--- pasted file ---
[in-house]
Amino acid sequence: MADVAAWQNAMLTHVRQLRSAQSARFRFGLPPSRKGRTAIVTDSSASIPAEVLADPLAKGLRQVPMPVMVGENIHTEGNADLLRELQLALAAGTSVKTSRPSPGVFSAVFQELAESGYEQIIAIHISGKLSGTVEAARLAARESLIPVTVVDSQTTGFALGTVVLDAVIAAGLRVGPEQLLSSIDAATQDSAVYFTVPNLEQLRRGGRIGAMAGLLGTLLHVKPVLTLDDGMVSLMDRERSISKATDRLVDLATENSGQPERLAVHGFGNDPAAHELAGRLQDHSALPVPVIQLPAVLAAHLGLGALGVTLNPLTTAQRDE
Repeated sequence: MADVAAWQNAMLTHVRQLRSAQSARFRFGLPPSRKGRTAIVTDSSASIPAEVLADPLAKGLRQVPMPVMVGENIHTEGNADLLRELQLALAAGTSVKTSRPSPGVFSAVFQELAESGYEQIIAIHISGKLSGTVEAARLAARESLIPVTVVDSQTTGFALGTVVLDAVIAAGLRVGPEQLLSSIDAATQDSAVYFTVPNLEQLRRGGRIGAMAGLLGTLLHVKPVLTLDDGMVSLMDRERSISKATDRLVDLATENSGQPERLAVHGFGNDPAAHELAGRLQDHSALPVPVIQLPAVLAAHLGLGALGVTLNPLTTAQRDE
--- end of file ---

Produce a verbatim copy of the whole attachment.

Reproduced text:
[in-house]
Amino acid sequence: MADVAAWQNAMLTHVRQLRSAQSARFRFGLPPSRKGRTAIVTDSSASIPAEVLADPLAKGLRQVPMPVMVGENIHTEGNADLLRELQLALAAGTSVKTSRPSPGVFSAVFQELAESGYEQIIAIHISGKLSGTVEAARLAARESLIPVTVVDSQTTGFALGTVVLDAVIAAGLRVGPEQLLSSIDAATQDSAVYFTVPNLEQLRRGGRIGAMAGLLGTLLHVKPVLTLDDGMVSLMDRERSISKATDRLVDLATENSGQPERLAVHGFGNDPAAHELAGRLQDHSALPVPVIQLPAVLAAHLGLGALGVTLNPLTTAQRDE
Repeated sequence: MADVAAWQNAMLTHVRQLRSAQSARFRFGLPPSRKGRTAIVTDSSASIPAEVLADPLAKGLRQVPMPVMVGENIHTEGNADLLRELQLALAAGTSVKTSRPSPGVFSAVFQELAESGYEQIIAIHISGKLSGTVEAARLAARESLIPVTVVDSQTTGFALGTVVLDAVIAAGLRVGPEQLLSSIDAATQDSAVYFTVPNLEQLRRGGRIGAMAGLLGTLLHVKPVLTLDDGMVSLMDRERSISKATDRLVDLATENSGQPERLAVHGFGNDPAAHELAGRLQDHSALPVPVIQLPAVLAAHLGLGALGVTLNPLTTAQRDE